Thursday, February 24, 2011

"How are you?"

Being a student at a Christian school I find myself consistently affronted with this question. It is to me a deceptively simple question which is in reality very difficult to answer. Lately when I am presented with this query I am speechless for a few moments, I don't want to be shallow, lie or give more information than people want to hear. So what should I say? How is this question best answered?
More often than not the simple answer is "good, how are you?" of course this answer is met with dissatisfaction. On the one hand if the person asking doesn't really want to know how you are doing then that succinct answer is great and they feel like they fulfilled their social duty in asking you, but you might be left feeling the dearth of their care and maybe a bit unresolved. You are unwilling to dump your emotional load on them until they ask and if they don't you have certainly been the victim of a terrible crime. On the other hand if the inquirer really wants to know how you are doing then you have not met their expectations with a simple, "good" or "fine" or "okay". They may have been expecting you to delve deeply into the emotional and complex parts of your soul. A simple answer, when given to that caring person, is usually countered by something like, "yeah, but how are you really doing?" to which they expect the essential truth behind your painted mask to reveal itself in all its burdened, unholy, glory. If you're in a hurry this is just annoying. If you've heard it thirty times that day it's also annoying. Who new that fine, meant Freaked out, Insecure, Neurotic and Emotional? I was under the impression it meant "fine". Now this doesn't mean that everyone who wants to know how their friends are doing shouldn't ask because its annoying. May it never be so. however, maybe there should simply be a little less reading into simple answers, or maybe there should be more thoughtful answers. Trying to come up with a different greeting than "how are you?" may be an appropriate solution.

Wednesday, February 16, 2011

Community -

The other day I had a moment where there was a lull in an otherwise busy day and happened to wander into a very pleasant conversation. Some women were reminiscing about the days when we had laundry hanging outside on a line. Well that was the apparent subject matter anyways. The underlying idea was a sort of nostalgia about the community which they enjoyed as children. Laundry is one of those simple things that reveals and represents a sense of community which seems to have been more easy to come by in past years. They observed the openness of putting your delicates out on a rope for all the neighbors to see and in return seeing their linens, blowing in the breeze. You could watch the neighborhood's children growing up as you saw first diapers, then tiny dresses and little overalls. Now we carefully stow our laundry in washers and dryers, efficient and low profile. In a similar fashion, families carefully sequester themselves in their homes and leave quickly in their traveling box, tinted windows make them a little less visible. Things now are fast, they work so perfectly, life is a well-oiled machine! That means relationships are a bit farther off on the radar. When you can drive by the old neighbor mowing his lawn instead of having to walk by there's no danger of being stopped for a conversation, that might make you late to work. Things fit so well in boxes and the more private the better.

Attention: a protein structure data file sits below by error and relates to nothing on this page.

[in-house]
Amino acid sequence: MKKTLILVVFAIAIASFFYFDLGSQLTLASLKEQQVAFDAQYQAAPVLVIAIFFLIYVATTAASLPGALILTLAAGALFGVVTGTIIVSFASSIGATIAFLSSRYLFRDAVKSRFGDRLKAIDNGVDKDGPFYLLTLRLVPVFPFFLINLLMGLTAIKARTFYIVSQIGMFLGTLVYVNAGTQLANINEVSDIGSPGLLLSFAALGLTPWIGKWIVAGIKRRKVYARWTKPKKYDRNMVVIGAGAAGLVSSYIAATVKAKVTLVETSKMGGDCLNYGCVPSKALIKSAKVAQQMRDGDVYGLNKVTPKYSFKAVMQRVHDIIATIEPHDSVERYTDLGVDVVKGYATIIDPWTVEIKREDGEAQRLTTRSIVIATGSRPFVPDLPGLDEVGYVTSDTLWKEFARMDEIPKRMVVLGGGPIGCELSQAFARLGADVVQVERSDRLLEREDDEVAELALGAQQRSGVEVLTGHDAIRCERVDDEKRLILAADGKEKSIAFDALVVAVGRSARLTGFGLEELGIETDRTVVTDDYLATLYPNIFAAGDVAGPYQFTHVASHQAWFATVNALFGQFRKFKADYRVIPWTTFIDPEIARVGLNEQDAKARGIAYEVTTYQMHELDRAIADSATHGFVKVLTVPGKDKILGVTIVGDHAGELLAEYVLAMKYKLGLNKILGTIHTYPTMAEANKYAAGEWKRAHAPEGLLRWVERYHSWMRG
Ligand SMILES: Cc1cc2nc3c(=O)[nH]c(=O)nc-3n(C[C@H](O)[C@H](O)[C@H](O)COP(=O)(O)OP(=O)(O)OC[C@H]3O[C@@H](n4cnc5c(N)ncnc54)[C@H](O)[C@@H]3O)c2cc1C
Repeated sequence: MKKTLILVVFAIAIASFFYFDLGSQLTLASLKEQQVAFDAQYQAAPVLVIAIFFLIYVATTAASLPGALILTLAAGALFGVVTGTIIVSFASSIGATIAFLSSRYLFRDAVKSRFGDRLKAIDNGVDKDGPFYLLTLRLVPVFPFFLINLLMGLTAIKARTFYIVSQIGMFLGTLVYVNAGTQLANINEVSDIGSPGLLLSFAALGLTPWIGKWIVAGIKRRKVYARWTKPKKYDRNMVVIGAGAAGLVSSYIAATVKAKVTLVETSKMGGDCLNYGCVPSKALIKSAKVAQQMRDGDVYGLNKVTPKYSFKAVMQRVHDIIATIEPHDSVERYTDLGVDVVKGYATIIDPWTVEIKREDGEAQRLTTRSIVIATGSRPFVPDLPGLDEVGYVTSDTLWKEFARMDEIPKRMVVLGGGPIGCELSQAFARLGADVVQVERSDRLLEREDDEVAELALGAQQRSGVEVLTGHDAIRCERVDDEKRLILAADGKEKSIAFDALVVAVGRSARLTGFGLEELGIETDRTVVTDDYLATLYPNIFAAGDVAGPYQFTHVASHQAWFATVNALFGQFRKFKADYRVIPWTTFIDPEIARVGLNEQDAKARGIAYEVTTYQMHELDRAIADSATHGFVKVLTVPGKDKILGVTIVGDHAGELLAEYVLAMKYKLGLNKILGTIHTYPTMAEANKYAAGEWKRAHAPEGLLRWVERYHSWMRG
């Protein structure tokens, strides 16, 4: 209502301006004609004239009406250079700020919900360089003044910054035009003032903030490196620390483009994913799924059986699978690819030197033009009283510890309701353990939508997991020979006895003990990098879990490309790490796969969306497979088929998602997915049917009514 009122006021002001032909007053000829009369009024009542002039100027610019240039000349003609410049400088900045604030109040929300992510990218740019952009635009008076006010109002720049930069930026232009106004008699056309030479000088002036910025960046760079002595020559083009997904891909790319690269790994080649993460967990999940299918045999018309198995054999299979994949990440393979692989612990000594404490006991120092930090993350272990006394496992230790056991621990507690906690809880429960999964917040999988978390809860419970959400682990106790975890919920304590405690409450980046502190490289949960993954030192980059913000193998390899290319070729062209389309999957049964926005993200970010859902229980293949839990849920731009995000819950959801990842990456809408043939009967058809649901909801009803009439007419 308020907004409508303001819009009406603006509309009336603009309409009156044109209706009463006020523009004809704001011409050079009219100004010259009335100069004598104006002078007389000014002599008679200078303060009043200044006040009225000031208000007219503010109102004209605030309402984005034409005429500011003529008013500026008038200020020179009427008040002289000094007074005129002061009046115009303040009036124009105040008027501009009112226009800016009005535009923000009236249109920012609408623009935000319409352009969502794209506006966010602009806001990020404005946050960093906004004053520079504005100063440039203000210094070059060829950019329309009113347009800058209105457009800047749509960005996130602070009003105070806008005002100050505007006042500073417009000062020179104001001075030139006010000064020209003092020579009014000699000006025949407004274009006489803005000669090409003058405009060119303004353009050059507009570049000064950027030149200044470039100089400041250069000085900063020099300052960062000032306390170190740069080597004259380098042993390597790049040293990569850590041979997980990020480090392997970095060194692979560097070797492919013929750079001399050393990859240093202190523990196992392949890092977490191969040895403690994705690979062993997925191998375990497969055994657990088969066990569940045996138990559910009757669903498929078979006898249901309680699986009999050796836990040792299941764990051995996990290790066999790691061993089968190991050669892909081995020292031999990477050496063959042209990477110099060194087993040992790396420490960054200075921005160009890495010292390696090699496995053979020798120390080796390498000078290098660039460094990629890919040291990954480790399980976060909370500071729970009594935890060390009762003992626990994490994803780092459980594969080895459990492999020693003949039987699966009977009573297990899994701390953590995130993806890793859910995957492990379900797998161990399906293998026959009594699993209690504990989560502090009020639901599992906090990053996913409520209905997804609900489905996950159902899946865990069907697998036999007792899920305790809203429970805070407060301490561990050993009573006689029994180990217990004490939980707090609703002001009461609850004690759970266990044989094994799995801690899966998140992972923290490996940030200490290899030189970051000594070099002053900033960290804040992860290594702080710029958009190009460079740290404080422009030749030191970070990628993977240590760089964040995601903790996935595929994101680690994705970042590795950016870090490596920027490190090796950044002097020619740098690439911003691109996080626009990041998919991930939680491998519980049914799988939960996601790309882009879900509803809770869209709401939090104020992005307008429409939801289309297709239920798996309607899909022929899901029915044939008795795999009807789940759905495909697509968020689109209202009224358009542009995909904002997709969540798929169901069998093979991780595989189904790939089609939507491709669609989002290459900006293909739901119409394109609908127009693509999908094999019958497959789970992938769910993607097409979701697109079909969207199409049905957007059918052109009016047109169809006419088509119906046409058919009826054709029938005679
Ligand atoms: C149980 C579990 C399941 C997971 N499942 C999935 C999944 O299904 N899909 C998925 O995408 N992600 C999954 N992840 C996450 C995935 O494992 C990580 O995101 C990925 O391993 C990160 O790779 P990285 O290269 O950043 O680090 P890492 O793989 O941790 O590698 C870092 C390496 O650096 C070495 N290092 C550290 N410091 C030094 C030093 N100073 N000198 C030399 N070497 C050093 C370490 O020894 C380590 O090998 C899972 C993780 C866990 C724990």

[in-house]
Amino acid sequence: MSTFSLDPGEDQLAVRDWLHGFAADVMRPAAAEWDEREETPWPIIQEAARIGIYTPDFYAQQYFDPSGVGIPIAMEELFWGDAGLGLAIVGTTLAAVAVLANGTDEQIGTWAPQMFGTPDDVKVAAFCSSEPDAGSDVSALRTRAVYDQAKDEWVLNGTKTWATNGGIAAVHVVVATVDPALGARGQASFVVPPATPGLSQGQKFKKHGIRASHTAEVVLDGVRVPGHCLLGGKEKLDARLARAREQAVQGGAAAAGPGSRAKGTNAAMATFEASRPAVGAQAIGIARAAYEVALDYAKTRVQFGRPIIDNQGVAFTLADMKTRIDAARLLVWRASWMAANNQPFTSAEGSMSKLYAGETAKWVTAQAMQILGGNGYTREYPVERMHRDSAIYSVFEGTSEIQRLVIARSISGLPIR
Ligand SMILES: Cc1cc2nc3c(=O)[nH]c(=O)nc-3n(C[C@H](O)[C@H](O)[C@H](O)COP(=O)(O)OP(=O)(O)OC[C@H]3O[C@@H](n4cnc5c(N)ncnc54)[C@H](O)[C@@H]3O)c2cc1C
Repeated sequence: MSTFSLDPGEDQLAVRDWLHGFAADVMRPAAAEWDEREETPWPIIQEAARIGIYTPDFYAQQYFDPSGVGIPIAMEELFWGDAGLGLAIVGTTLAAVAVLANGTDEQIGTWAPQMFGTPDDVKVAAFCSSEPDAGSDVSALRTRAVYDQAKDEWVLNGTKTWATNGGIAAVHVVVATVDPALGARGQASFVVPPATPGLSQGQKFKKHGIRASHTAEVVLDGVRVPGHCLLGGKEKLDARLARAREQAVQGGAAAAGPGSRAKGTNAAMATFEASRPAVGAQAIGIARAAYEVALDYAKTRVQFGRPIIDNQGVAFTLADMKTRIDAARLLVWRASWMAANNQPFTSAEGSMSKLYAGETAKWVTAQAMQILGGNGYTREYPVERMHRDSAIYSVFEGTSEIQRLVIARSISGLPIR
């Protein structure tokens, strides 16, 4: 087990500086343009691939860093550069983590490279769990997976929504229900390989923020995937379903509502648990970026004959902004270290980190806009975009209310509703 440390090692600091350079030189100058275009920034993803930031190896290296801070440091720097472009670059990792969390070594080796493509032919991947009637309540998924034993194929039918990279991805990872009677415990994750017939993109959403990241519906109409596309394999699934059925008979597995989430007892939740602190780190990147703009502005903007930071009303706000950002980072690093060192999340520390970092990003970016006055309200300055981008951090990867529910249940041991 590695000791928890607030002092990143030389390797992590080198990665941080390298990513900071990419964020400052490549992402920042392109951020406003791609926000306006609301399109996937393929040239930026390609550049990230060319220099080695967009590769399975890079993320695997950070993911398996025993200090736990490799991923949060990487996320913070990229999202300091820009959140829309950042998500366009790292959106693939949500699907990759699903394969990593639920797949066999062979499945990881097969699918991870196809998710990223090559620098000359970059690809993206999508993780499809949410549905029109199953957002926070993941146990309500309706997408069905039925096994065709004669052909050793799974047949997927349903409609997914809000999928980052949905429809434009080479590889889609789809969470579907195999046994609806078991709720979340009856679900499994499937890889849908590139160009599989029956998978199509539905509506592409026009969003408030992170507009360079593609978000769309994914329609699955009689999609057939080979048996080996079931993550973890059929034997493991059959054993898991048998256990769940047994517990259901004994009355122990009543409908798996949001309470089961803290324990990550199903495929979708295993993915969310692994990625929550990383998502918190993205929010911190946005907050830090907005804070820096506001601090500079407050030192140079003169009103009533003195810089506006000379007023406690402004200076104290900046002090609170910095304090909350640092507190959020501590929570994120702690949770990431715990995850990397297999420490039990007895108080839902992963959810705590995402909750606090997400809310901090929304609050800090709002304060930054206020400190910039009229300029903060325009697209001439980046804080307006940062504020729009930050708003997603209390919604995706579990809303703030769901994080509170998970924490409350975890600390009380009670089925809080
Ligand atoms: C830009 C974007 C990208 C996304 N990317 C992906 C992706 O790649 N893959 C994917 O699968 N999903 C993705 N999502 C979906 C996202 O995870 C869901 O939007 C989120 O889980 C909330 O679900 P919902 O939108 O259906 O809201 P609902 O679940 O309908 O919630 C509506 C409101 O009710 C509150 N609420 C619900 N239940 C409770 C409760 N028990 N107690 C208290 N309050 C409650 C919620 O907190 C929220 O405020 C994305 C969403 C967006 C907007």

Wait -- that doesn't seem quite right.

Community is beautiful.

People laughing, talking, working together to create a better more nurturing living environment, thats more like it. I'm afraid that that form of community has flown away on the wings of time. And yet, hope is not altogether gone, communities still exist and people still speak to one another. O God let us not forget the blessing and yes the necessity of the comfort and company of our brothers.

Thursday, February 3, 2011

We're Back

I only put in one earring this morning before leaving my room, I'm having trouble typing, I have no appetite, my eyes are red and burning. Every muscle in my body aches so I can barely lift my arms or legs. I am having trouble focusing and when people ask me questions I have to ask them to repeat themselves, sometime more than once. I keep tripping while I walk across perfectly smooth surfaces and my vision goes fuzzy from time to time. My brain feels as though is shutting down one compartment at a time. No I'm not old, no I'm not dying of any terminal disease. I am a sophomore, nursing major in the Torrey program with an alter ego who is in ROTC three times a week. 'Welcome back troops' reads the banner announcing our dorm mixer, intending to get the students excited about being back at school. Don't get me wrong I am happy to be back, 'a life without learning is like being blind and can't see' but I could do without the symptoms of a mentally ill patient. On the plus side I have already read 1/3 of the Psalms, Machiavelli's 'The Prince" and the first book of Edmund Spenser's "Faerie Queene" and just beginning 'A midsummer Night's Dream'. Welcome back troops! Fight for an education, for self-actualization, for meaning, for friends, for food, for rapidly diminishing parking spaces, for sleep. Good luck all.